“Scientists should be on tap but not on top” – Winston Churchill (1874 – 1965)
Commercial concerns with a toe in the door of ‘biotechnology', notably companies like Monsanto, have embarked on a program of research into ‘genetic engineering' (a.k.a. ‘genetic manipulation', ‘genetic modification', ‘GM', ‘GMO'). The aim is to modify the way an organism operates, by alteration of its genetic pattern. It is done ostensibly to benefit mankind but, of course, as with most activities of commercial giants, it is likely to be to the enormous benefit of the commercial concern and at best of questionable benefit to the recipient or consumer. Biotechnology is such a specialized process that only a few concerns will be able to undertake the work. It will enable the ‘creation' of novel organisms, which can then be patented. We have seen this same process and the enormous profits it can generate, in the world of medicinal drugs and other chemicals.
GM work includes ‘creating' pesticide or herbicide resistant varieties of crops, that can then have copious quantities of the chemical in question poured over them during their growing phase. Two obvious consequences are more potential chemical residues in food and greater quantities of the chemical used, again to the advantage of the company. One clear potential danger is the development of resistance in other plants, let alone the ecological cost.
Another aspect of GM work is to produce altered animals, which will succumb to disease at a certain age, ostensibly to enable laboratory research on that disease. An example is the ‘OncoMouse', which develops cancers to enable research on cancer in the laboratory. Firstly, why does anyone believe that cancer in a mouse will help us to develop treatments for human cancer? Secondly, what does such an artificial cancer tell us about naturally-developing cancer? Those hapless mice and other modified organisms will suffer in vain, as so many have before them, in worthless animal experimentation.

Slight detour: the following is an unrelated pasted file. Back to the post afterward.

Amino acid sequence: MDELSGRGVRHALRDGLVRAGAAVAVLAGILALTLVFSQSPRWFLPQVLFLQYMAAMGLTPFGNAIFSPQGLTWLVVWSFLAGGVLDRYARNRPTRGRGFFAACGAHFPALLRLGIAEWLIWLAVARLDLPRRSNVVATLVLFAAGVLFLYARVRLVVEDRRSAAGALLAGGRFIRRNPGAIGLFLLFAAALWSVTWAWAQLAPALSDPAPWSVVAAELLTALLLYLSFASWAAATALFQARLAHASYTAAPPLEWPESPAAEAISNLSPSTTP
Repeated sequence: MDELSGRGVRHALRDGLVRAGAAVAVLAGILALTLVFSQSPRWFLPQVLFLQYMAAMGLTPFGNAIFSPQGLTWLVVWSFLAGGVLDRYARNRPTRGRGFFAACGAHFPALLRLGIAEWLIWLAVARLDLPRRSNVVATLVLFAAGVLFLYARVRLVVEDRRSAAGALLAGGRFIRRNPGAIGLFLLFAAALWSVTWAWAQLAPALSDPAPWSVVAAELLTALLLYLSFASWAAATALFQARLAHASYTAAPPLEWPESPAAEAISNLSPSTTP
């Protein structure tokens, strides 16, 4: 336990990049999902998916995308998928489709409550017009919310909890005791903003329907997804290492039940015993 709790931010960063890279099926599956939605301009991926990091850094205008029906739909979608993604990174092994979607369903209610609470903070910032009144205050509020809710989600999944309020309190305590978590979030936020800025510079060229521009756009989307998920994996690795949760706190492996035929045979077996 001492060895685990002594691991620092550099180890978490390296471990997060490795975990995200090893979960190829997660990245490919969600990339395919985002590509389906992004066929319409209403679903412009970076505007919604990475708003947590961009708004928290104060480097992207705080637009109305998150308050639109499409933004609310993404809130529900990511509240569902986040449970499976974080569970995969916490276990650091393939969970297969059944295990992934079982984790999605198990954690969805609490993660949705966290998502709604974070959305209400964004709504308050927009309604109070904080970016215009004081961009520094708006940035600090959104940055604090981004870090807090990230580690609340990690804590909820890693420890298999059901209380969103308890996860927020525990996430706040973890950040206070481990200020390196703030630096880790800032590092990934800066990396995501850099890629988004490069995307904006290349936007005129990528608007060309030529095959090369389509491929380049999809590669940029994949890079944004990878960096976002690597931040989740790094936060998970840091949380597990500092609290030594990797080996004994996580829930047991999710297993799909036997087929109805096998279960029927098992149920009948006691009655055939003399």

Genetic modification has also been used to develop animals and plants that will be extra-productive or that will produce a ‘designer' product. Examples are cows that produce massive amounts of milk, plants that produce unheard of weights of crop, fruits that can produce oral vaccines, bacteria that can produce human insulin. The list goes on.
An even greater commercial advantage is foreseen by the commercial giants, by the use of ‘terminator' genes. No grower will be able to harvest his own seed, in that world, because it will not grow. Thus, the time-honoured practice, in developing countries, of keeping back seed for next year's crop, will be a thing of the past. If all seed is genetically modified in this way and the only supplier of seed is the commercial giant, all the world's growers will have to go cap in hand to the commercial giant, for each year's supply of seed. Such a dangerous and far-reaching monopoly is not difficult to foretell.
We also see pigs being genetically-modified, in order to grow ‘human' organs, for xenotransplantation.
Is it going to be so long, before human genetic engineering is reality?